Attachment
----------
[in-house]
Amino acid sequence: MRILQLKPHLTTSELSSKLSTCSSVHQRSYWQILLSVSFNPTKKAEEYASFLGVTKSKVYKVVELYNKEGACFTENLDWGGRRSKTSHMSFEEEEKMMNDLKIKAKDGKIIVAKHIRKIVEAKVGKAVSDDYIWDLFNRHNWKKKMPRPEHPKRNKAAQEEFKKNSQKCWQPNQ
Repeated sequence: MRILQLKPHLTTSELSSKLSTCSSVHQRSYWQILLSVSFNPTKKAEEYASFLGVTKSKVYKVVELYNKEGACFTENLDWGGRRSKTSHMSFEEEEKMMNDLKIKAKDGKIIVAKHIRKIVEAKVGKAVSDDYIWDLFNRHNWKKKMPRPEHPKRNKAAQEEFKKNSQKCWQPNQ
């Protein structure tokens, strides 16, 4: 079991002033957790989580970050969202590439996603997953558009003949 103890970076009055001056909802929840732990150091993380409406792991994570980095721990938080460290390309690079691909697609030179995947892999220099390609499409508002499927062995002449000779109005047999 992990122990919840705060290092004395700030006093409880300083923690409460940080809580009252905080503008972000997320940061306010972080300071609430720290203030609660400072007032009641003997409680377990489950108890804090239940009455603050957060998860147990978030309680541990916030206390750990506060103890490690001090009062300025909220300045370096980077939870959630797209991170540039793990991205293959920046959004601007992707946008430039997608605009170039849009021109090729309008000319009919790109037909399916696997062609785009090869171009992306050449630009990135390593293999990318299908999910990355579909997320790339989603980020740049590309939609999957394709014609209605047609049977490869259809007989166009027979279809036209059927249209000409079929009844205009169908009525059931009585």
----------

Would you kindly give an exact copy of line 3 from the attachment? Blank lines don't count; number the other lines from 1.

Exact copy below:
Repeated sequence: MRILQLKPHLTTSELSSKLSTCSSVHQRSYWQILLSVSFNPTKKAEEYASFLGVTKSKVYKVVELYNKEGACFTENLDWGGRRSKTSHMSFEEEEKMMNDLKIKAKDGKIIVAKHIRKIVEAKVGKAVSDDYIWDLFNRHNWKKKMPRPEHPKRNKAAQEEFKKNSQKCWQPNQ